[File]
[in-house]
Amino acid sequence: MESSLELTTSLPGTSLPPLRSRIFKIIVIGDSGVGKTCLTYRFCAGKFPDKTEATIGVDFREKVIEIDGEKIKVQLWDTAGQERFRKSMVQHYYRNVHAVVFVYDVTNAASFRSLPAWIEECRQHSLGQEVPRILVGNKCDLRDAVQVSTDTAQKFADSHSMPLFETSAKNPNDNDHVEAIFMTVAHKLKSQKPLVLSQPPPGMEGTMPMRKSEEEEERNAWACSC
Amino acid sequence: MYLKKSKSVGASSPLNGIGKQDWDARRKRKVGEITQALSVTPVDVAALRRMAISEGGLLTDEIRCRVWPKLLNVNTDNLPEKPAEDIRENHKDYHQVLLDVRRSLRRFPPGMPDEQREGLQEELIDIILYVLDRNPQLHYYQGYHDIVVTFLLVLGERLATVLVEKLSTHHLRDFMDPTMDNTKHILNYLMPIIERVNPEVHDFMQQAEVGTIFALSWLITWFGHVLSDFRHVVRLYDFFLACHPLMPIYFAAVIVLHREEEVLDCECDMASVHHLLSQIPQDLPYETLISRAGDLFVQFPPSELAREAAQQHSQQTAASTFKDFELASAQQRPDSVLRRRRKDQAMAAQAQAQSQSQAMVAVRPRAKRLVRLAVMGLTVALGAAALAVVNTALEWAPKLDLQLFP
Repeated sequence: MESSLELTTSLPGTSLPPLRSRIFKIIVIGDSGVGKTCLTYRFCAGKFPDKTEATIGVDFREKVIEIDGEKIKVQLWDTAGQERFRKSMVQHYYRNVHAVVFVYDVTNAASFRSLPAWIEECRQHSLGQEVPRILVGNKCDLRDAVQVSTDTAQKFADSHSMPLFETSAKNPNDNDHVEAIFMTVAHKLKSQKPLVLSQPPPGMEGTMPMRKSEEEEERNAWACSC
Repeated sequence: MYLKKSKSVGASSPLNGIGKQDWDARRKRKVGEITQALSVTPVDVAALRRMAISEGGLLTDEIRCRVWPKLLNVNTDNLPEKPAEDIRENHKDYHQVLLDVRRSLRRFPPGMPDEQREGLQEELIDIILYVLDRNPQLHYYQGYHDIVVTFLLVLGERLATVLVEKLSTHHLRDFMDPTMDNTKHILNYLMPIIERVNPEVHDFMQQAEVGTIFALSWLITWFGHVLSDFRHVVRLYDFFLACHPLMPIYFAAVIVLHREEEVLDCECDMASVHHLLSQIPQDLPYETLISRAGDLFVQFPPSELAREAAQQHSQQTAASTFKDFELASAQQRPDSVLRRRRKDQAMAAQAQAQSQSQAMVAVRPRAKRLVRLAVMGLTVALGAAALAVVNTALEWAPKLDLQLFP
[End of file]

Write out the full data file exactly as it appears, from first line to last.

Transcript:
[in-house]
Amino acid sequence: MESSLELTTSLPGTSLPPLRSRIFKIIVIGDSGVGKTCLTYRFCAGKFPDKTEATIGVDFREKVIEIDGEKIKVQLWDTAGQERFRKSMVQHYYRNVHAVVFVYDVTNAASFRSLPAWIEECRQHSLGQEVPRILVGNKCDLRDAVQVSTDTAQKFADSHSMPLFETSAKNPNDNDHVEAIFMTVAHKLKSQKPLVLSQPPPGMEGTMPMRKSEEEEERNAWACSC
Amino acid sequence: MYLKKSKSVGASSPLNGIGKQDWDARRKRKVGEITQALSVTPVDVAALRRMAISEGGLLTDEIRCRVWPKLLNVNTDNLPEKPAEDIRENHKDYHQVLLDVRRSLRRFPPGMPDEQREGLQEELIDIILYVLDRNPQLHYYQGYHDIVVTFLLVLGERLATVLVEKLSTHHLRDFMDPTMDNTKHILNYLMPIIERVNPEVHDFMQQAEVGTIFALSWLITWFGHVLSDFRHVVRLYDFFLACHPLMPIYFAAVIVLHREEEVLDCECDMASVHHLLSQIPQDLPYETLISRAGDLFVQFPPSELAREAAQQHSQQTAASTFKDFELASAQQRPDSVLRRRRKDQAMAAQAQAQSQSQAMVAVRPRAKRLVRLAVMGLTVALGAAALAVVNTALEWAPKLDLQLFP
Repeated sequence: MESSLELTTSLPGTSLPPLRSRIFKIIVIGDSGVGKTCLTYRFCAGKFPDKTEATIGVDFREKVIEIDGEKIKVQLWDTAGQERFRKSMVQHYYRNVHAVVFVYDVTNAASFRSLPAWIEECRQHSLGQEVPRILVGNKCDLRDAVQVSTDTAQKFADSHSMPLFETSAKNPNDNDHVEAIFMTVAHKLKSQKPLVLSQPPPGMEGTMPMRKSEEEEERNAWACSC
Repeated sequence: MYLKKSKSVGASSPLNGIGKQDWDARRKRKVGEITQALSVTPVDVAALRRMAISEGGLLTDEIRCRVWPKLLNVNTDNLPEKPAEDIRENHKDYHQVLLDVRRSLRRFPPGMPDEQREGLQEELIDIILYVLDRNPQLHYYQGYHDIVVTFLLVLGERLATVLVEKLSTHHLRDFMDPTMDNTKHILNYLMPIIERVNPEVHDFMQQAEVGTIFALSWLITWFGHVLSDFRHVVRLYDFFLACHPLMPIYFAAVIVLHREEEVLDCECDMASVHHLLSQIPQDLPYETLISRAGDLFVQFPPSELAREAAQQHSQQTAASTFKDFELASAQQRPDSVLRRRRKDQAMAAQAQAQSQSQAMVAVRPRAKRLVRLAVMGLTVALGAAALAVVNTALEWAPKLDLQLFP